Accordingly, the judgment of the district court dismissing this case is




Sitting by designation pursuant to 28 U.S.C. Sec. 291(a)


Unlike the situation in Local 1219, American Federation of Government Employees, in this case the Panel has not restricted its discretion through the adoption of regulations. Compare Local 1219, 683 F.2d at 515-16 (describing regulatory scheme that "does not contemplate that the Director shall have complete discretion") with 5 C.F.R. Sec. 2471.11 (reiterating statutory language; Panel "may take whatever action is necessary and not inconsistent with 5 U.S.C. chapter 71 to resolve the impasse"). Furthermore, in Local 1219, we noted that "permissive language would [not] offer conclusive evidence of congressional intent to preclude review." 683 F.2d at 516 n. 16. In this case, however, there is a great deal more evidence--in the statutory language and in the legislative history--that Congress intended to restrict judicial review. See infra


The Impasses Panel was first established by Executive Order as an agency within the Federal Labor Relations Council. See Exec. Order 11491 Secs. 5, 17 (Oct. 29, 1969) (the Panel "in its discretion ... may settle the impasse by appropriate action"). No judicial review was provided for in the Executive Order program. See Federal Personnel Management Project, Option Paper Number Four p I(c)(2), reprinted in Legislative History at 1362


Through an oversight, the final Act provides additionally that "the Panel shall consider the Impasse and and shall ...." 5 U.S.C. Sec. 7119(c)(5)(A) (emphasis supplied)


In addition, the Conference Report restricts its discussion of judicial review to the "decisions of the Authority" and "matters that are appealable to the Authority." H.R.Rep. No. 1717, 95th Cong., 2d Sess. 153 (1978), reprinted in Legislative History at 821, U.S.Code Cong. & Admin.News 1978, p. 2887. Under the bill as reported by the Conference Committee, just as in the final Act, Panel orders were not appealable to the Authority


To support its claim, the Council relies upon section 7103(a)(12) of title 5, which defines "collective bargaining." Under this provision, the obligation to engage in collective bargaining "does not compel either party to agree to a proposal or to make a concession." This definition of collective bargaining, however, does not settle the question of the scope of the Panel's authority


Leedom jurisdiction might be justified by a showing that the Panel's action was clearly not "consistent with" chapter 71 of title 5. See 5 U.S.C. 7119(c)(5)(B)(iii). For example, a Panel order might clearly impinge upon employees' rights established by 5 U.S.C. Sec. 7102, or clearly disregard the rights and duties of agencies and recognized bargaining units established by 5 U.S.C. Secs. 7106, 7111-7114. We find no such clear departure from the requirements of chapter 71 in this case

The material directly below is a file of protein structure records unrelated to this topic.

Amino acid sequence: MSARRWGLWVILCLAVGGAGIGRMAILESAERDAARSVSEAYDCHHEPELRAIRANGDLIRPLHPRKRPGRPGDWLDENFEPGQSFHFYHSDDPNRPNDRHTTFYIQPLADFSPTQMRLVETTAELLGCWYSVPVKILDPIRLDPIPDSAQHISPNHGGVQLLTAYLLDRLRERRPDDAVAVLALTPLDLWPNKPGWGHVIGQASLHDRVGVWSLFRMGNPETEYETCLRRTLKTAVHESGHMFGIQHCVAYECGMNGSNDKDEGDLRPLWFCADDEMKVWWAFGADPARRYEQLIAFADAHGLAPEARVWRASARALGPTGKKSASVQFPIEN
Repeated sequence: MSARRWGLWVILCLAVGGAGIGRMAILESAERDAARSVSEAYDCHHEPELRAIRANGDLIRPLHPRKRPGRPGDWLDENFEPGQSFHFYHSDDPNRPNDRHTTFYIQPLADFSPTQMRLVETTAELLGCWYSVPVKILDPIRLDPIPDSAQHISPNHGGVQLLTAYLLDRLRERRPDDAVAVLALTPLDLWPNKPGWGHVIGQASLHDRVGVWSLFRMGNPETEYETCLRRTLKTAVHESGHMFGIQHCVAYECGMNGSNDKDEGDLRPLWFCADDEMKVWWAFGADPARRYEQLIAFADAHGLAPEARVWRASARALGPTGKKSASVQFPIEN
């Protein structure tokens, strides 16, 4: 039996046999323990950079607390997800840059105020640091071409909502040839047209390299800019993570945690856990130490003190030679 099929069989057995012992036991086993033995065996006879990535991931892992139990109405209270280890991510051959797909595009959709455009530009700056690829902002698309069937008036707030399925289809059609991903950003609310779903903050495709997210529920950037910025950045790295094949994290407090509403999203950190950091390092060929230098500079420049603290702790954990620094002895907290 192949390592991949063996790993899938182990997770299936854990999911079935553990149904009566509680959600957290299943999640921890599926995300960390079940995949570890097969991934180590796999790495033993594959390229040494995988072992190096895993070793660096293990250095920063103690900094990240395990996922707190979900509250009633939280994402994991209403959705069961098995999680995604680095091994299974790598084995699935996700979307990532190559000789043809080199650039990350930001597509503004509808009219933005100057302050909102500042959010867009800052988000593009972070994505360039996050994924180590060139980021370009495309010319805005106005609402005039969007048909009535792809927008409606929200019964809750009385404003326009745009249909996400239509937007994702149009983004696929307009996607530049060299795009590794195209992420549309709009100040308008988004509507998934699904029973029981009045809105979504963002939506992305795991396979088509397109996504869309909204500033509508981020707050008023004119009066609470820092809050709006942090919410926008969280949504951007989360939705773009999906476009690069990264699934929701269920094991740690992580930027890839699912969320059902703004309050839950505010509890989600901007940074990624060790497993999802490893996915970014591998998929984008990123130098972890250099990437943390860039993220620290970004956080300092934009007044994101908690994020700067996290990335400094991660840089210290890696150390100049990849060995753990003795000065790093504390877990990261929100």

The APA does not afford "an implied grant of subject-matter jurisdiction permitting federal judicial review of agency action." Califano v. Sanders, 430 U.S. 99, 107, 97 S.Ct. 980, 985, 51 L.Ed.2d 192 (1977). Similarly, the Declaratory Judgment Act does not create an independent federal jurisdictional basis. See Skelly Oil Co. v. Phillips Petroleum Co., 339 U.S. 667, 671-72, 70 S.Ct. 876, 878-879, 94 L.Ed. 1194 (1950); Potomac Passengers Ass'n v. Chesapeake & Ohio Ry. Co., 520 F.2d 91, 97 (D.C.Cir.1975). We do not decide today whether federal jurisdiction might exist over a declaratory action filed in anticipation of an impending unfair labor practice proceeding


As the Federal Personnel Management Project explained in 1977, "the Federal sector has few incentives to the parties to reach an agreement--in particular, there are not strike deadlines, with default costs, as exist in the private sector." Legislative History at 1402. In addition, "[w]ithout some form of finality, fact finding in difficult cases may be only a waste of time." Id. at 1403. Accordingly, the Project looked to the Impasses Panel to bring "finality to the negotiation process." Id. at 1400


We recognize, however, the shortcomings of the unfair labor practices proceeding as the exclusive means for assuring judicial review of Panel orders. The decision to defy an existing labor contract--even if the relevant contract term were imposed by a Panel order--is not to be taken lightly. Such defiance could subject the union to prolonged administrative proceedings, followed perhaps by a cease and desist order, before judicial review could be available. See 5 U.S.C. Sec. 7118. Furthermore, in many situations--for instance, where an employee benefit rather than a burden is at issue--it is difficult to see what the union could do to challenge the disputed contract term, since it may not resort to a "strike, work stoppage, or slowdown" under pain of decertification. See id. Sec. 7120(f)

Presented with such a choice, it is most likely that a union would often go along with the contract, and relinquish the opportunity for judicial review, rather than risk such calamities. Perhaps Congress wished to pay this price in return for swift and final Panel authority. In any event, our decision today adheres to the language and legislative history of the Act. Of course, Congress remains free to alter the scheme of review as it sees fit.